PC Magazine's Editors' Choice Picks SQL Server 7.0

Who's afraid of the big bad wolf? Oracle, that's who! Have you seen PC Magazine's Editors' Choice for SQL database servers? Readers won't be surprised that the magazine picked SQL Server 7.0 as the best choice for small- to medium-sized businesses with 25 to 300 employees accessing the database.

SQL Server 7.0 won out over all the major relational database management systems (RDBMSs) including IBM DB2 6.1, Informix's Centaur, Oracle 8i, and Sybase Adaptive Server 12.0. SQL Server had strong scores in the obvious areas of:

  • Price/performance
  • Sophisticated engine features
  • Data warehousing and data analysis support
  • Top notch administration tools
  • Overall ease of use

SQL Server was rightfully criticized for its lack of serverside programmability (does anyone really like writing stored procedures—sps—in Transact SQL—T-SQL?) and support for advanced multimedia data types. I hope Microsoft takes these common criticisms to heart as it finalizes plans for Shiloh (the next release of SQL Server).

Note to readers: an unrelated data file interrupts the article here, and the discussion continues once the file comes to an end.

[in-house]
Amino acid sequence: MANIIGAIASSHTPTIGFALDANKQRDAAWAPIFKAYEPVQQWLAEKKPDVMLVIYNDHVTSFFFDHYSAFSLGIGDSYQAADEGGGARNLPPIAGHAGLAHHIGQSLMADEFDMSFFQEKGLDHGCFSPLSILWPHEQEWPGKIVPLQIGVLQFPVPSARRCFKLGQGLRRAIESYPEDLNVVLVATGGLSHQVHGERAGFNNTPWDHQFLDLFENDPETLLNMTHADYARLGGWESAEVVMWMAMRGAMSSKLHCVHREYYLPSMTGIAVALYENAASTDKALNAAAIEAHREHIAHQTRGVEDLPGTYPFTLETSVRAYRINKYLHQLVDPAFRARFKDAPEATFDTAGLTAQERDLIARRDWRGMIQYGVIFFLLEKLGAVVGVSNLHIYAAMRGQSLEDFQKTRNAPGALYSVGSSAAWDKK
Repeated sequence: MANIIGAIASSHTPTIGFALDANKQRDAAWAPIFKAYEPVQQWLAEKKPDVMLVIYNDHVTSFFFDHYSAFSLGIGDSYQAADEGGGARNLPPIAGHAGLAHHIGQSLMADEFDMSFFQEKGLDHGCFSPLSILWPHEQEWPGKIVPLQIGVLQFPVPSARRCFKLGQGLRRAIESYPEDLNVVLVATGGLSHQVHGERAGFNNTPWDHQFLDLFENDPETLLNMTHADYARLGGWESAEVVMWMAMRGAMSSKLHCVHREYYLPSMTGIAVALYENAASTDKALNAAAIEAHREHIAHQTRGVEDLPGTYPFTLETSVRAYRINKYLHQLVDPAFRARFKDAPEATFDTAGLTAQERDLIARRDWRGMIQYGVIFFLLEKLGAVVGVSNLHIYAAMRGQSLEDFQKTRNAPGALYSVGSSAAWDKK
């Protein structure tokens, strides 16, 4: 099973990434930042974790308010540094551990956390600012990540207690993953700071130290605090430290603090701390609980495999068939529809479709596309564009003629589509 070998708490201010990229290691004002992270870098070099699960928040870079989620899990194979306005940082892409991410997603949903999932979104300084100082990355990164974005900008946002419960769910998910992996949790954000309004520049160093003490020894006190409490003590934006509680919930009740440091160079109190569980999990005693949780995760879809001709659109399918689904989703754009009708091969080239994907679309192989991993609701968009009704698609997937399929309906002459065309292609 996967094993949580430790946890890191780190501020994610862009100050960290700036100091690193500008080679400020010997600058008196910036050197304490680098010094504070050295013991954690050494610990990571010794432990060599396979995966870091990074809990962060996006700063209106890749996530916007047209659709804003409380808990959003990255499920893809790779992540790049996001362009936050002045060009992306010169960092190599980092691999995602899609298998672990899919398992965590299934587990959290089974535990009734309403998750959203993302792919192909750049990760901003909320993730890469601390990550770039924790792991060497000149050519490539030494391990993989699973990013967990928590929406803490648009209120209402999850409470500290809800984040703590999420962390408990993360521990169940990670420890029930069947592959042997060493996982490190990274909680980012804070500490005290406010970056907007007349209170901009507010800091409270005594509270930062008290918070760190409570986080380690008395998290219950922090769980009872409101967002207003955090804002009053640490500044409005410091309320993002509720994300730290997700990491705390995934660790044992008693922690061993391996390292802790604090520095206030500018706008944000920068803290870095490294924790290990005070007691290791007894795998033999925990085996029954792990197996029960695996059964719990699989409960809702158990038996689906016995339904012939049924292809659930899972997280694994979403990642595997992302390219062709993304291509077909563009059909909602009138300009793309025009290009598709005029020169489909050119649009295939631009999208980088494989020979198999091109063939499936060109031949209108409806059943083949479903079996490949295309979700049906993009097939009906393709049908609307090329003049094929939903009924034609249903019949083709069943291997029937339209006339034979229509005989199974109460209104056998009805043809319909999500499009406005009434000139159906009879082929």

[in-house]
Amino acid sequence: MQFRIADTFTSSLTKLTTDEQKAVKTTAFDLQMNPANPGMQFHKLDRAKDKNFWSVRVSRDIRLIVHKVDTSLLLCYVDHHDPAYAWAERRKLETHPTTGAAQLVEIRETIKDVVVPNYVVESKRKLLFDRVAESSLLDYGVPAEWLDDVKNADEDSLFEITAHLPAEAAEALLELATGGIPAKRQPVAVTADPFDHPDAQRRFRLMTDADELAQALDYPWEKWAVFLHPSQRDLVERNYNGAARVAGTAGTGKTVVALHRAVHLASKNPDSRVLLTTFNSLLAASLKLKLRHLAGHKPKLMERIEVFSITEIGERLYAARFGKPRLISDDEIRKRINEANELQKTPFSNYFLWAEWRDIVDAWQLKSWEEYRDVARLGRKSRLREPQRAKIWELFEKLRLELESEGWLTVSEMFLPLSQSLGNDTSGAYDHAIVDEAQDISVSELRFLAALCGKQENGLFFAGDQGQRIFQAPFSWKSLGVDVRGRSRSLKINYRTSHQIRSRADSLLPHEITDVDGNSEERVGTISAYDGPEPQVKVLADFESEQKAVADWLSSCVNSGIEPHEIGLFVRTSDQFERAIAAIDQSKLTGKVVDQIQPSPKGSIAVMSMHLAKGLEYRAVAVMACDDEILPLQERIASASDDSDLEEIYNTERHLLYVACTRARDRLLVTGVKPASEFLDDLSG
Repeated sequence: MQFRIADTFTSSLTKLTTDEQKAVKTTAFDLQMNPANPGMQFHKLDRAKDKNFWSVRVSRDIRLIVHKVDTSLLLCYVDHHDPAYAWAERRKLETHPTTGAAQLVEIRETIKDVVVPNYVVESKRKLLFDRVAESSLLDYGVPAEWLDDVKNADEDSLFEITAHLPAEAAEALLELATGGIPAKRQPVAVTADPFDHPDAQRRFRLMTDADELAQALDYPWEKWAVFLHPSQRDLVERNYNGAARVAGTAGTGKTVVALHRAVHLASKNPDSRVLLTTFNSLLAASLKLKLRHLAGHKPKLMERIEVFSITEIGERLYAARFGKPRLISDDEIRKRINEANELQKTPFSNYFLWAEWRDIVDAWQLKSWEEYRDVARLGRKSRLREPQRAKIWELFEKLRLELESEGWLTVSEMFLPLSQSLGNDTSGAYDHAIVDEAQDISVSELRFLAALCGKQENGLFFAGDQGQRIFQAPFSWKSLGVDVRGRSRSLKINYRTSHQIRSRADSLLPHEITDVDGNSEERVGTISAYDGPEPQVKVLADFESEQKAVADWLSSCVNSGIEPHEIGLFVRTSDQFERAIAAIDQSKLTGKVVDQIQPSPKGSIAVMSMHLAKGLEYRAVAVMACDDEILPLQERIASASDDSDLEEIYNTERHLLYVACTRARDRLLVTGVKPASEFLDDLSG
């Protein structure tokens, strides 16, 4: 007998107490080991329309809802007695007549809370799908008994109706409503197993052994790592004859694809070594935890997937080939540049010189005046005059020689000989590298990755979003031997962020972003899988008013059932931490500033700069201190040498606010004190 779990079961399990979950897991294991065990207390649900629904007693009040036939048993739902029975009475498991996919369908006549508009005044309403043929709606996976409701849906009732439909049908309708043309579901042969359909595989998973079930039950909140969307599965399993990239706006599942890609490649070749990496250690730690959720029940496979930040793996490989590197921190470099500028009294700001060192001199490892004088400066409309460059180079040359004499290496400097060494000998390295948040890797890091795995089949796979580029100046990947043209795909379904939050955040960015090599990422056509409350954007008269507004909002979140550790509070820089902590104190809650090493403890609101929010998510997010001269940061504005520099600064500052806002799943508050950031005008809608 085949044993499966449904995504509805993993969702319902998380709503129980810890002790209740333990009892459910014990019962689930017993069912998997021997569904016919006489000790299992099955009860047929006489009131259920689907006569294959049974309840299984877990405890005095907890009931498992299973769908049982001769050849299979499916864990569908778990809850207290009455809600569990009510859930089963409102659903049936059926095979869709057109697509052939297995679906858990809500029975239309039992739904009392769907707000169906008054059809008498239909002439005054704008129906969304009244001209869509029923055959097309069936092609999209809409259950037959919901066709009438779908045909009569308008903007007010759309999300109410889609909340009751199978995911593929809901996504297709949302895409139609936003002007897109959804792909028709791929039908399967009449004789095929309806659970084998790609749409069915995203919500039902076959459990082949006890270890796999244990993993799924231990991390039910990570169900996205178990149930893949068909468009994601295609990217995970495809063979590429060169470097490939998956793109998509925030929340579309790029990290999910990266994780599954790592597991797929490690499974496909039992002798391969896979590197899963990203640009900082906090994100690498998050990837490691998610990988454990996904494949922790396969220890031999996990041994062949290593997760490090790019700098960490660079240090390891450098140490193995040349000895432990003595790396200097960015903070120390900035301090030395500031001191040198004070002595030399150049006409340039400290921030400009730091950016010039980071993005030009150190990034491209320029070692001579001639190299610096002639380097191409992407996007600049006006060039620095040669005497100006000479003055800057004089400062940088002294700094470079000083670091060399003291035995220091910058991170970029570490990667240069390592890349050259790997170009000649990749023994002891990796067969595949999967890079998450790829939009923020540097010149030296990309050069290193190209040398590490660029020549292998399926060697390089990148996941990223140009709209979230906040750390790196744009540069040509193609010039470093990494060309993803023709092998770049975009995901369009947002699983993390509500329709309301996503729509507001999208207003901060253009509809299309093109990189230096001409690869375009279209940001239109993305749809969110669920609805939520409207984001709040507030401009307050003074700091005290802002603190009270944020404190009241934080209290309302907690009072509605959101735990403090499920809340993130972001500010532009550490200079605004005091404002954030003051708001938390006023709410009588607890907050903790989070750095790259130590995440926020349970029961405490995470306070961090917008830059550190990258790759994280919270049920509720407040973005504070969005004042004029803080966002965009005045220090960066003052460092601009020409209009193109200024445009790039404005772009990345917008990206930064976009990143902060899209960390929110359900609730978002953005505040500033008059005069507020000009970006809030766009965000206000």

Now for the best part of the story. PC Magazine had hoped to run a head-to-head performance comparison on identical hardware platforms. You've probably noticed that such comparisons haven't taken place for quite some time because most RDBMS licenses (including Microsoft and Oracle) prohibit the publication of performance benchmarks without explicit permission. Initially, both Microsoft and Oracle agreed to the tests, which were to include online transaction processing (OLTP), reporting, ad hoc querying, and backup speed. Engineers from both companies were supposed to participate to make sure the fight was fair and that their respective databases were properly tuned. However, Oracle decided to back out 1 week before the test, saying it was not Oracle's policy to run arbitrary third-party benchmark tests.

Because Oracle backed out doesn't necessarily mean the company was scared. Maybe Larry Ellison (Oracle's founder, chairman, and CEO) was sure he'd win and simply didn't want to embarrass his good friends at Microsoft? Or maybe Oracle developers read my July 1 SQL Server UPDATE editorial (http://www.sqlmag.com/Resources/ Email/Update/Archive/view.cfm) on database performance and realized that SQL Server is simply the fastest database on Windows NT, with the top 30 price/performance numbers on the TPC-C benchmarks?

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